Amidst the many thousands of headlines relating to coronavirus and Covid-19, there have been some relating to the food industry and food processing.
Almost uniformly, they have been bad news. Food suppliers shut down because of a flare-up of Covid cases, processing plants where dozens of employees have tested positive.
In every case there is of course human cost – the virus spreading, people having to isolate, potentially suffering serious health complications.
However, there is also the impact on food supply. To date, this has been manageable, it has been individual suppliers affected, but there is clear potential for wider disruption. Numerous plants could be shut down, production of key foodstuffs could be heavily impacted.
One fascinating development that could help to minimise the impact of coronavirus on food processing and packaging has come to the fore – the use of water jet cutting.
One recent example comes from the United States.
Tyson Food is a huge company, an institution in the States. They employ around 125,000 people and produce close to a quarter of the country’s chicken, beef, and pork.
Their investment in technology is also huge, coming close to an estimated $500 million.
Of late, they have been investing in water jet cutting. The reason for this is that water jet cutting machines, tied to sophisticated software, can help to ensure their meat production keeps running even if coronavirus heavily impacts their workforce.
Representatives from Tyson told the Wall Street Journal that the water jet cutting can carve chicken breasts with more efficiency than humans can. The machines will also be used in the slicing of meat and numerous other processes.
Human interaction is still required to oversee the software, but turning to water jet cutting helps to maximise the chances vital industries keep running.
We are likely to see similar trends in the UK and across multiple industries. The move from human hand to technology has been accelerated, greater automation will be commonplace.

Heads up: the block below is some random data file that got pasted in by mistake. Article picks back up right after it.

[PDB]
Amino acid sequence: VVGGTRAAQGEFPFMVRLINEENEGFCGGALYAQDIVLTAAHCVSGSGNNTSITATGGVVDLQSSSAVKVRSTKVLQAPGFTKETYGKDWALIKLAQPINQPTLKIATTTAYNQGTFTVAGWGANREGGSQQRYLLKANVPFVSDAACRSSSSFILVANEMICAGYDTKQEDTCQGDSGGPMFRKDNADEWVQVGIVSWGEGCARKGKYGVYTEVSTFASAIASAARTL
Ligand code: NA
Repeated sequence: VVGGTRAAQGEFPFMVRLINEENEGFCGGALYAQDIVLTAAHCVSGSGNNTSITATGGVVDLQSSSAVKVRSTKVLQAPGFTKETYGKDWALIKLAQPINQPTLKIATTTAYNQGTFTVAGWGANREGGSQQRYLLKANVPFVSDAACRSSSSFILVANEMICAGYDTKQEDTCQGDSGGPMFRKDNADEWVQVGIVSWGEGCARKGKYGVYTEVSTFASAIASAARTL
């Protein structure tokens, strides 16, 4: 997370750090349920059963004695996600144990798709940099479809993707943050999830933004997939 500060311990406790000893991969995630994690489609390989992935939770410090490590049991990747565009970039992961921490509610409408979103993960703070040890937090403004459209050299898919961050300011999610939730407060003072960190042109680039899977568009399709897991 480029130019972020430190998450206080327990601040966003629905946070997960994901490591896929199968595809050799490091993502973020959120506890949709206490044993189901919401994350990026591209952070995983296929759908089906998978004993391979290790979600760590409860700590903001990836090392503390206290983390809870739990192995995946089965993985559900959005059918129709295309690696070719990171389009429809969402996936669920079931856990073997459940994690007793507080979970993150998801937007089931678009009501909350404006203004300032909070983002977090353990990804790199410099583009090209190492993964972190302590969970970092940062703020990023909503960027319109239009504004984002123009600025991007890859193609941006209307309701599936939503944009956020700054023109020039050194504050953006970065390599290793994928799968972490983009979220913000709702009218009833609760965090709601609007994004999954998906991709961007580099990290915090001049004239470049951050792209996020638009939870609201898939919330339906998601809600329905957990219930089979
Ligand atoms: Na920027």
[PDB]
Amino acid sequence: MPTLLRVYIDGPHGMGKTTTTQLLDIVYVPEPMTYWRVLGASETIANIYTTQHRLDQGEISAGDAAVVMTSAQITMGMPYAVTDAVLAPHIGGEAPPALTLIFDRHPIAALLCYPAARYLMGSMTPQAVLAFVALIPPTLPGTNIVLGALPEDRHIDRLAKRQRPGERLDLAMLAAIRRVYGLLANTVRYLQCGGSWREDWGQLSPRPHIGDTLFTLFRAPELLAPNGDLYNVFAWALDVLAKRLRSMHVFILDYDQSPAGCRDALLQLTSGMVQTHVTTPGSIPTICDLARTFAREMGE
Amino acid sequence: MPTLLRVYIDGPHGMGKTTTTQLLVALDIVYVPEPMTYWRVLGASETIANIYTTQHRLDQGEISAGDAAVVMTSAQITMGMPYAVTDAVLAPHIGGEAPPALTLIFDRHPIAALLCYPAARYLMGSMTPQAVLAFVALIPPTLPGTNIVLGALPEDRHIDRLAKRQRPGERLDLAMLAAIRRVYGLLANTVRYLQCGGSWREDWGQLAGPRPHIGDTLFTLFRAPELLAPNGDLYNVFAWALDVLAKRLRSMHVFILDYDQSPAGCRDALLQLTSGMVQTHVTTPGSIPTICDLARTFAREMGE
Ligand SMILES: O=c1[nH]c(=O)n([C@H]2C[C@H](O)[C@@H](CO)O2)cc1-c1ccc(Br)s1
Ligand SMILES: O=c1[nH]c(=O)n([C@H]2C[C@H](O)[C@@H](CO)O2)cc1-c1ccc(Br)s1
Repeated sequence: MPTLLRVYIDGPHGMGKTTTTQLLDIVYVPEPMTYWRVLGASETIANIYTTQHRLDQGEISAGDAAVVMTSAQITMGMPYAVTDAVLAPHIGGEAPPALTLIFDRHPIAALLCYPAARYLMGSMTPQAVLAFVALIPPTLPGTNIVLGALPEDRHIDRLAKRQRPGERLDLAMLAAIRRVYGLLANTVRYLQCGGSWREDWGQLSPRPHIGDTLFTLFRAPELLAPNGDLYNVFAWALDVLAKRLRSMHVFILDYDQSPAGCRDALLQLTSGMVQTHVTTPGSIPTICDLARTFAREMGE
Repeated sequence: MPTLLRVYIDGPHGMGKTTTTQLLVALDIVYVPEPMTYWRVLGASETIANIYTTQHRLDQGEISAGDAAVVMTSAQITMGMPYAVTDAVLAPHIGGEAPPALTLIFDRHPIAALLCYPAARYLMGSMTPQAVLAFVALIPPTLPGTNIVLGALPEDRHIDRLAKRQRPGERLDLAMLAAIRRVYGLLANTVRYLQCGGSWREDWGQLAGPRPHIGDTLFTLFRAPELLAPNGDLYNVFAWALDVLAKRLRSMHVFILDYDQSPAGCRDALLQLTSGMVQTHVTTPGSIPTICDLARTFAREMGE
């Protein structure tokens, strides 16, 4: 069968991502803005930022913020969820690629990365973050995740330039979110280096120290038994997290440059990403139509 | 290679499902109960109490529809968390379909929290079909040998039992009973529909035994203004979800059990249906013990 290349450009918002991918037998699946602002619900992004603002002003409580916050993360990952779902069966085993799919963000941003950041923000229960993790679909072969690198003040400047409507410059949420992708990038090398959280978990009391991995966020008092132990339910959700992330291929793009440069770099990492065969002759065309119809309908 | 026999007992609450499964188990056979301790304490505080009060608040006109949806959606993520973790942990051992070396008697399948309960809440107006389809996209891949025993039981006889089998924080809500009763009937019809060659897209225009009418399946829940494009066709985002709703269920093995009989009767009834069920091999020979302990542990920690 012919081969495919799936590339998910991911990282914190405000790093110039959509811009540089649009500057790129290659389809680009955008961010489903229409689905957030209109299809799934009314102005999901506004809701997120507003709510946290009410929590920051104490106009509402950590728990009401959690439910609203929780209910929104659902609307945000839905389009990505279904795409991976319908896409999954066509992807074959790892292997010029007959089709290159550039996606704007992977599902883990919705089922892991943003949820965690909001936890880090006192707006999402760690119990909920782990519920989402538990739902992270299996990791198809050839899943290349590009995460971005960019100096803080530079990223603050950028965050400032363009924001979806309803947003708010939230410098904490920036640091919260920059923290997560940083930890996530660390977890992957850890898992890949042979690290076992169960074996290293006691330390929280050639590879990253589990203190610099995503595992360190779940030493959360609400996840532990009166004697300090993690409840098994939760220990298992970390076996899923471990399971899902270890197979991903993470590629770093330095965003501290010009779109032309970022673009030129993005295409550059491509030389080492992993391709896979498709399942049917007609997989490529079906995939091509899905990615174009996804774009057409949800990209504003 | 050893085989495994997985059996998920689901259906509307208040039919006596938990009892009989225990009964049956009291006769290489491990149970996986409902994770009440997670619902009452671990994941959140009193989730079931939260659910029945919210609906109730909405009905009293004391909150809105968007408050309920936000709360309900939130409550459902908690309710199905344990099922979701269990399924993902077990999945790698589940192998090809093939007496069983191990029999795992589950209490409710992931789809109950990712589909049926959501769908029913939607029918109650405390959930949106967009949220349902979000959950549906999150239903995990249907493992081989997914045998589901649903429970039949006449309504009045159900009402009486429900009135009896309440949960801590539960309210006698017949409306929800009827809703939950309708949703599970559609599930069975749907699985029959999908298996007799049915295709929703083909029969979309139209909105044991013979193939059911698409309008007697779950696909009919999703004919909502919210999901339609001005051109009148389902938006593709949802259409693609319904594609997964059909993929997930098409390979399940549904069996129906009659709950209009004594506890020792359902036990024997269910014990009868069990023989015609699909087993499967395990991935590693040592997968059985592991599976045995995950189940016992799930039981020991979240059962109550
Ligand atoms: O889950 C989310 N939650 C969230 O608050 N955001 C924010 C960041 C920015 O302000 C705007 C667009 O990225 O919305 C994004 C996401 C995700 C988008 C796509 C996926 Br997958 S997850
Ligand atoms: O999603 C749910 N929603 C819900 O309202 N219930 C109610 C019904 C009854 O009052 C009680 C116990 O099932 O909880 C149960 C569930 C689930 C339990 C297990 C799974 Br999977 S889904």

The food industry was already making greater use of water jet cutting, recently we looked at how a German company was using an automated approach to cut asparagus. It may seem niche, but it is saving them hundreds of thousands of pounds per year and also reducing waste.
The move to greater automation does not have to mean mass redundancy. The changes will take time and provide time for the upskilling and retraining of existing staff. The technology can do what its best at – automated tasks – and humans can use their advantages in tasks machines can’t tackle. Yet!
Much will change as the world adapts to the changes brought by coronavirus and perhaps one of the greatest truths is that changes that were always going to happen will now be greatly accelerated. Working remotely has become the new norm, this would have happened in future, but taken longer to occur.
The same is true for greater automation. Would Tysons have brought in water jet cutting to aid their meat processing? Almost certainly, but the pandemic has made such changes vital for business to continue.
Water jet cutting is helping some key industries continue as normal in difficult times.
At TMC, we are a water jet cutter who serve the whole of the UK and increasingly Europe too, with clients across the content trusting us to work on their projects.
Despite our success, we remain a company that focusses on every client and work on projects of all sizes.
If you think water jet cutting might be of use for your project, please do get in touch for an obligation-free chat.
Call us on 01625 610 441 or use our Contact Form.